Hop in the DeLorean and travel back in time with us.

In our two most recent Flashback Friday posts, we looked at associate compensation in the 1990s. Today we’ll take a break from that topic and mix it up a bit. (We’ll return to cover associate comp in the remaining batch of legal markets at some point in the future.)

Last week we looked at associate pay in New York in the 1990s. Let’s stay in that city and that decade and examine another subject: NYC’s top law firms, circa 1991.

Some of these firms remain on top today. And some of them are six feet under….

As I mentioned in an earlier Flashback Friday post, I’m a pack rat. I have old Vault guides, from 2008 and 1998. I have the The Insider’s Guide to Law Firms, from 1993 and 1997.

And I have a book, copyright 1991, entitled The Guide to New York Law Firms. This book, written by the late Erwin Cherovsky, constituted a “highly original, Olympian overview of the major New York firms,” according to the foreword by Professor Arthur Miller (then of Harvard Law School, now of NYU Law).

The book contains a rich trove of data that I expect to mine in future posts. For today, though, I’ll go straight to the bottom line: ratings. We know how much competitive lawyer types love ratings. Here is how Cherovsky’s system worked:

The profiles [of the individual firms] attempt to assess the quality of each firm’s clients, lawyers, work product and office governance and environment. With some trepidation (as the procedure can be abused by third parties), I have summarized each such assessment, also taking into account the relative strength of the firm’s most recent annual revenues per lawyer and profits per partner, by assigning each firm one of the following symbols:

5 briefcases — top of the line
4 briefcases — superior
3 briefcases — good
2 briefcases — fair
1 briefcase — unsatisfactory

He supplemented these with directional symbols:

As the portrayal of each firm represents a snapshot in time, I also have indicated by readily understandable symbols (↑, ↓, and ?) whether or not my sources believe that a firm is in the process of succeeding to improve itself.

Without further ado, let’s plunge into Cherovsky’s ranking of New York’s 50 top law firms. Here are his “T14” firms, with 5 or 4.5 briefcases (click to enlarge):

It’s not surprising to see Cleary Gottlileb, Cravath, and Davis Polk in the very top tier. It’s somewhat more interesting to see Skadden and Wachtell Lipton there — but by 1991, these relatively young, culturally Jewish rather than WASPy firms had “arrived” (perhaps thanks to the takeover battles of the 1980s in which they made their names).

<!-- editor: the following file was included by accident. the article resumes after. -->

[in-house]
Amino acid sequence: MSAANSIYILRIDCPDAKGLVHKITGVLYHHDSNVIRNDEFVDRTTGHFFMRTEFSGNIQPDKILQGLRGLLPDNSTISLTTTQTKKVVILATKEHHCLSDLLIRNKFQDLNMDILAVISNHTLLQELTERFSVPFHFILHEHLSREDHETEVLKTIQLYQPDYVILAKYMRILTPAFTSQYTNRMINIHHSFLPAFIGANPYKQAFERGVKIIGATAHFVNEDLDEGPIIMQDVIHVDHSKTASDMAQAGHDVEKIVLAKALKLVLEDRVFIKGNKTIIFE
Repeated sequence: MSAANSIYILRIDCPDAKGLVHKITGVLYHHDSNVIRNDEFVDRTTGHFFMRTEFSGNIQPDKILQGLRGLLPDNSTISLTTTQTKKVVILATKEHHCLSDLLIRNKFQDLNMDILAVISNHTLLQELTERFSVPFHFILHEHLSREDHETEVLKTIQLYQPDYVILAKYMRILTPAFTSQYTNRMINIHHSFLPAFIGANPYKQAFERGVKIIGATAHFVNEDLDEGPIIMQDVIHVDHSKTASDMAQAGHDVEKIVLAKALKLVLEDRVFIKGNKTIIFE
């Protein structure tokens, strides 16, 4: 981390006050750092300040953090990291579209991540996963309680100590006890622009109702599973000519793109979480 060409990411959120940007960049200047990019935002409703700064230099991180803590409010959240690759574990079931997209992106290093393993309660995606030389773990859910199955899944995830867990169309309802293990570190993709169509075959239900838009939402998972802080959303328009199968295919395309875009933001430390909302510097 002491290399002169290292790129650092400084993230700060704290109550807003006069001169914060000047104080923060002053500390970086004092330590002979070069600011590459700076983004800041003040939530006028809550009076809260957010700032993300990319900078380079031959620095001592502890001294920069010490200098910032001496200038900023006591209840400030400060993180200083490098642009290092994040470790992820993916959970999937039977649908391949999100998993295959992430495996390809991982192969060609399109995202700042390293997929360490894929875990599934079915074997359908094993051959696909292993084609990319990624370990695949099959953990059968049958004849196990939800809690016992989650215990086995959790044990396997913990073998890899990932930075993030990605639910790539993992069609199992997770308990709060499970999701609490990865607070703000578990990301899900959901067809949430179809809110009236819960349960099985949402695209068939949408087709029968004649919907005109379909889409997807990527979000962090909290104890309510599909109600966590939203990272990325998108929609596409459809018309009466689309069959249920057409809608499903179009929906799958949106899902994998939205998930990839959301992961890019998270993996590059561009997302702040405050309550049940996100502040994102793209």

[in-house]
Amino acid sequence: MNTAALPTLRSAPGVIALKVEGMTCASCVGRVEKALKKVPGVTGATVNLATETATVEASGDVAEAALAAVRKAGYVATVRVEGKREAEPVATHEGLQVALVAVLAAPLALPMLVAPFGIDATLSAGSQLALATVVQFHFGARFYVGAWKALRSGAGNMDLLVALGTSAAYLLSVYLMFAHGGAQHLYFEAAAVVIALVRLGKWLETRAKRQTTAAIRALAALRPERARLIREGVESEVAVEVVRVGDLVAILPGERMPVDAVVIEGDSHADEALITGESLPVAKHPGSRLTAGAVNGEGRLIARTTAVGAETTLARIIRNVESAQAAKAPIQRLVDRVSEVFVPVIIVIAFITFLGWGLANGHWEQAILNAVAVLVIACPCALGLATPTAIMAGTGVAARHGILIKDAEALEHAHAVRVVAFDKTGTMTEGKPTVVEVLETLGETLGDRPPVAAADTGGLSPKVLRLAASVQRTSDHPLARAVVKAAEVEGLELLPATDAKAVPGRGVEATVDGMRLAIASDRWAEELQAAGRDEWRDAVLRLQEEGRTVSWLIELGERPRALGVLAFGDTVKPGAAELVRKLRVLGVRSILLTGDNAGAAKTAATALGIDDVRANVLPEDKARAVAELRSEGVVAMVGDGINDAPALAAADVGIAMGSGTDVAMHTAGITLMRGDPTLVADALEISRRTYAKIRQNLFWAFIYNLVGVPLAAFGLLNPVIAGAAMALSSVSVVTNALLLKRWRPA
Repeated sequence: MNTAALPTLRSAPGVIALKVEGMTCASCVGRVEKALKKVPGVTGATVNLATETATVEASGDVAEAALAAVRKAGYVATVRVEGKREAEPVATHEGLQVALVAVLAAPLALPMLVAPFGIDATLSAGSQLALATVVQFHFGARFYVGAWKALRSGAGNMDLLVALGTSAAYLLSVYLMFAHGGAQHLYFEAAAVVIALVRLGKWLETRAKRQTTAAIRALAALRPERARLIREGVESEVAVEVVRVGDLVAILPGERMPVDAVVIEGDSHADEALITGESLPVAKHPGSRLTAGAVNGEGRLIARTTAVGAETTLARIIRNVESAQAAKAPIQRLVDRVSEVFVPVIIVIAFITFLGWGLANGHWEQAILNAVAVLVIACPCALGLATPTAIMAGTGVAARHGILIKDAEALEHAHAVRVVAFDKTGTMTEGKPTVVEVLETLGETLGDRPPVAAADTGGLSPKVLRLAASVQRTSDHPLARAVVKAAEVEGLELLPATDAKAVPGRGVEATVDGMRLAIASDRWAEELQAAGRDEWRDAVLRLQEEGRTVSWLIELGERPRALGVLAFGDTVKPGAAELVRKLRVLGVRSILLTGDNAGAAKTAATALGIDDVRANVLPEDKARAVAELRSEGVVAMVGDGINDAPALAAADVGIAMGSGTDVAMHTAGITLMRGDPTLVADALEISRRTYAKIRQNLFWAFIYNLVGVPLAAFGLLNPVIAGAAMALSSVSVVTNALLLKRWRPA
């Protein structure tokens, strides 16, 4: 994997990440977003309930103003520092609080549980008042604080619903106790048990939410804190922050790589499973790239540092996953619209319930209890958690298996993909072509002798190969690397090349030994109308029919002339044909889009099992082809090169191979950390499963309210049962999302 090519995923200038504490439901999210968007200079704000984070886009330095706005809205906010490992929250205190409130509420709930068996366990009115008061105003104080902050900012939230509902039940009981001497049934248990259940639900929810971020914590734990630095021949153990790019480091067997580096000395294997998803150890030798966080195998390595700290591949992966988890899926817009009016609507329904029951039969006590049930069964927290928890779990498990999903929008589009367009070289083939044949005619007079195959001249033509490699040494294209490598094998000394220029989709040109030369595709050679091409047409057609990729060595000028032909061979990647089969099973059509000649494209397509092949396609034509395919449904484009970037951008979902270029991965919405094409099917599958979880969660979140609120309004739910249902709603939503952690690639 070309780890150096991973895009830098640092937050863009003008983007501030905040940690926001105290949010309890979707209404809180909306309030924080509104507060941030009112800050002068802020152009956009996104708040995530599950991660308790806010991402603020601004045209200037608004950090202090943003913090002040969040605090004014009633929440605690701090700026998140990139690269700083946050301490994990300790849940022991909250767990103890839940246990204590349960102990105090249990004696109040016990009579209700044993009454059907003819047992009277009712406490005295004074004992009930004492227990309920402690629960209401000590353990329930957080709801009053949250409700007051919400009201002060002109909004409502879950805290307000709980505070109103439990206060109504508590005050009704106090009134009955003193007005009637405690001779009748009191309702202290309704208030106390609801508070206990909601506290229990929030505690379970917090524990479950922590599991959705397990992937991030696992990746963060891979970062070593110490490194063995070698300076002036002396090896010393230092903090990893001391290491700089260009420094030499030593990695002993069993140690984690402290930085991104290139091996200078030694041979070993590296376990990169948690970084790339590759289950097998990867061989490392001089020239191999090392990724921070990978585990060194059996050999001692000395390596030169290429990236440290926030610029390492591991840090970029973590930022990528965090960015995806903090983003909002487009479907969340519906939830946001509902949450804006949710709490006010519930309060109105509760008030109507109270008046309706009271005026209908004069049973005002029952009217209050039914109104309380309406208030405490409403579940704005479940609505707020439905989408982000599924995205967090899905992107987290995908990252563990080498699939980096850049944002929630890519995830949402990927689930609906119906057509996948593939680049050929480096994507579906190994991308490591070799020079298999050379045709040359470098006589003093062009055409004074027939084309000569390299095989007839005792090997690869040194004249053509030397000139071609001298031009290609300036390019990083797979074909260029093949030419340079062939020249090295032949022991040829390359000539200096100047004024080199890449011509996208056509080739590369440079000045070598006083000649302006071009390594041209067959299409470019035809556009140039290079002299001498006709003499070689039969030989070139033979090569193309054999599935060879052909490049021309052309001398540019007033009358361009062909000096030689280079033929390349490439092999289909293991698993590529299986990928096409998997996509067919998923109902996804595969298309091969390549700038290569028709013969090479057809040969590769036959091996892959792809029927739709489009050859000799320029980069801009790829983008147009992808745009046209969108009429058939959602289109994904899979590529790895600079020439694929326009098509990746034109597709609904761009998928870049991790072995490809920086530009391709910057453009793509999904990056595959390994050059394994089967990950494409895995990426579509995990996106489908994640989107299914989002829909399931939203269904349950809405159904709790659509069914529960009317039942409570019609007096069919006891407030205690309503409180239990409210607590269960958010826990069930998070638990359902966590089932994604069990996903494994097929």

Moving on to the 4.5 briefcase firms, it’s interesting to see Simpson Thacher and Sullivan & Cromwell down there. Today they’d be generally regarded as 5-briefcase firms. (In fairness to Cherovsky, STB and S&C were 4.5-briefcase firms with up arrows — sort of like being on the Billboard Hot 100 with a bullet.)

Next up, the 4-briefcase and 3.5-briefcase firms:

Dewey on its way “up”? More like toe up. Its partner in its ill-fated 2007 merger, LeBoeuf Lamb, was at least marked with an equivocal left-right arrow sign.

Other firms listed above that are no longer with us, at least not in the same form, include Brown & Wood (merged with Sidley Austin, 2001); Lord Day & Lord (dissolved, 1994); Mudge Rose (dissolved, 1995); Reid & Priest (merged with Thelen, 1998, then dissolved, 2008-2009); Rogers & Wells (merged with Clifford Chance, 2000); Rosenman & Colin (merged with Katten Muchin, 2002); Shea & Gould (dissolved, 1994); and Thacher Proffitt (dissolved, 2008).

Three other firms listed above can still be seen, at least in name, in firms around today. In 2001, Winthrop Stimson merged with Pillsbury Madison & Sutro to form Pillsbury Winthrop. Breed Abbott and Whitman & Ransom combined to form Whitman Breed Abbott & Morgan (although the firm today is so much smaller than either Breed Abbott or Whitman & Ransom in their heydays).

Finishing out the top 50, we reach the 3-briefcase firms:

It’s easier here to note the firms that are not gone. Just three survive today: Epstein Becker & Green, Hawkins Delafield & Wood, and Phillips Nizer.

Even though many of the firms near the “bottom” of the top 50 are no longer around, in reviewing the overall top 50 list I’m struck by how little has changed in the NYC Biglaw hierarchy over almost a quarter of a century. Of the top 50 firms, roughly 35 are still around in some form — defining “around” as “still in business or reflected in the name of a law firm still in business” — and most of those 35 still operate under the same name they used in 1991. In how many other industries can you find more than 60 percent of the top 50 players in 1991 still alive and well in 2014 — and, in many cases, not just alive and well but still dominant?

Observers of Biglaw often hear or utter the conventional wisdom that “lawyers are terrible businesspeople.” But considering how many of 1991’s top 50 firms are still top 50 firms today, with greater stability in rank the higher you go in the hierarchy, perhaps the partners are doing something right.

Earlier: Flashback Friday: A Look At Associate Compensation In The 1990s (Part 2)
Flashback Friday: A Look At Associate Compensation In The 1990s (Part 1)
Flashback Friday: The Nation’s 15 Most Prestigious Law Firms — In 2008 And 1998

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